New Albany Renewal

New Albany Renewal is intended to serve as a repository for ideas relevant to preserving and restoring historic buildings, cleaning up neighboorhoods, revitalizing downtown, and improving the quality of life in New Albany, Indiana.

Location: New Albany, Indiana

Monday, January 30, 2006

Filling In

Another loyal reader (our readers have to be extremely loyal since our publication schedule is so sporadic) recently dropped off a copy of a Preservation Information booklet published by the National Trust for Historic Preservation, Design and Development of Infill Housing Compatible with Historic Neighborhoods by Ellen Beasley.

Since I have not been able to find the text of this very informative booklet online I will try to summarize some of the main points.

Infill development fills a vacant parcel of land in an existing built-up area. This is not some new-fangled idea. It has been going on for decades. Any number of the buildings that we think of as old could have replaced even older buildings.

Preservationists have refined the concept of infill by placing an emphasis on relating the new design to the existing, surrounding context. What is considered an acceptable design may vary according to the neighborhood.

Design is probably the biggest concern when considering infill development projects and “neighborhood residents at all economic levels have become more demanding regarding the design and construction quality of infill projects”.

The booklet focused mainly on small-scale infill projects and gave a number of reasons that various groups would be interested in such projects:

*Members of a neighborhood group want to ensure residential, rather than commercial, construction and buy a vacant lot to control development.

*A private developer sees an opportunity for profit.

*An individual home owner is attracted by an urban historic district, but wants a new house.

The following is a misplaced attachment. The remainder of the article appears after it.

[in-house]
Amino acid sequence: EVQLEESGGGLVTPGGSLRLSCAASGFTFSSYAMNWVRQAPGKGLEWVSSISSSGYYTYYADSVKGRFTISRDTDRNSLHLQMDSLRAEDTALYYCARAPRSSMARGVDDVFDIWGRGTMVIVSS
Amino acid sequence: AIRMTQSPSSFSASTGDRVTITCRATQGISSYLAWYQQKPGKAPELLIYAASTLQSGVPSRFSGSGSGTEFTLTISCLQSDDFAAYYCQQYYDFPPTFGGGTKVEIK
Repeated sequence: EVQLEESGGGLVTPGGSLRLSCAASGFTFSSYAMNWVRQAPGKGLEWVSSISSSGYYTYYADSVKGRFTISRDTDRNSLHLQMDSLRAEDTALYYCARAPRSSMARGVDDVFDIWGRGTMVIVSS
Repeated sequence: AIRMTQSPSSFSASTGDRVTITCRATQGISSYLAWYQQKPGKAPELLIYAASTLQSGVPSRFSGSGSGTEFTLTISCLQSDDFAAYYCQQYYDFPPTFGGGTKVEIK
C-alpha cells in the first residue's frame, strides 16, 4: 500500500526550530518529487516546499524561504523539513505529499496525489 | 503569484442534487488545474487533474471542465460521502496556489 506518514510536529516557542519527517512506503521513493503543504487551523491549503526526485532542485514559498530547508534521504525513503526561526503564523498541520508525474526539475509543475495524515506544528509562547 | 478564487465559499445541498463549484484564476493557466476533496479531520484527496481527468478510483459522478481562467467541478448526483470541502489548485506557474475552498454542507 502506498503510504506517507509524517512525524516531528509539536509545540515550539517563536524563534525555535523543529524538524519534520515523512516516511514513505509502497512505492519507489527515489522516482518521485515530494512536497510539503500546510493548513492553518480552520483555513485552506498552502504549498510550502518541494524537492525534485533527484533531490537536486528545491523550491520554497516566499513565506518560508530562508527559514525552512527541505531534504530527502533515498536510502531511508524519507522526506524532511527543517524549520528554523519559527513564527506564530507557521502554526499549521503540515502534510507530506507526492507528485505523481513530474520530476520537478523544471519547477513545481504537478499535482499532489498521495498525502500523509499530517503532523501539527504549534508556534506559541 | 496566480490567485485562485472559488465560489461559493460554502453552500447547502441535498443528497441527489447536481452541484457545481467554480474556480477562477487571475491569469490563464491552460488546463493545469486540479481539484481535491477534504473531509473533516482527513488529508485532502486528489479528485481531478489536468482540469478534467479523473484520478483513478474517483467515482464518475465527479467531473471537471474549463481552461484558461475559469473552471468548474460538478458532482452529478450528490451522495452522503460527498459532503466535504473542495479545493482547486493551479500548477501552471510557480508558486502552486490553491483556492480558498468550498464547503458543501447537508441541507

*A preservation group wants to demonstrate the feasibility of designing and constructing a compatible infill project.

*A city wants to put vacant land back on tax rolls.

The development process is outlined as follows:

1. Defining goals
2. Researching the project site
3. Understanding the market and the neighborhood
4. Structuring the development team and obtaining financing
5. Writing a project program
6. Selecting an architect
7. Designing the project
8. Beginning construction
9. Making the process work

Through out the discussion of the development process, participation of the neighborhood is stressed. Cooperation between the neighborhood and the developer is the key to a successful project. Some of the benefits of cooperation that are mentioned are:

*Developing an awareness and understanding of each other’s goals and interests.
*Identifying shared goals and ways to achieve them.
*Creating a defined procedure for neighborhood involvement and review.
*Minimizing surprises and misunderstandings during the planning and construction of an infill project.
*Obtaining financing and zoning variances.
*Promoting positive media coverage for the neighborhood and the developer.

A very informative case study of a project in the Edgefield neighborhood of Nashville, TN is included. This extremely successful project, which began in 1984, included the construction of a variety of housing types-condominiums, apartments, and single-family houses-in a designated historic district with 10% vacant land.

Statistics gathered in 1997 for the booklet showed that property values of both the new and old houses in the Edgefield district increased since the mid-1980s although the Nashville real estate market saw a period of flat appreciation from 1988 to 1992.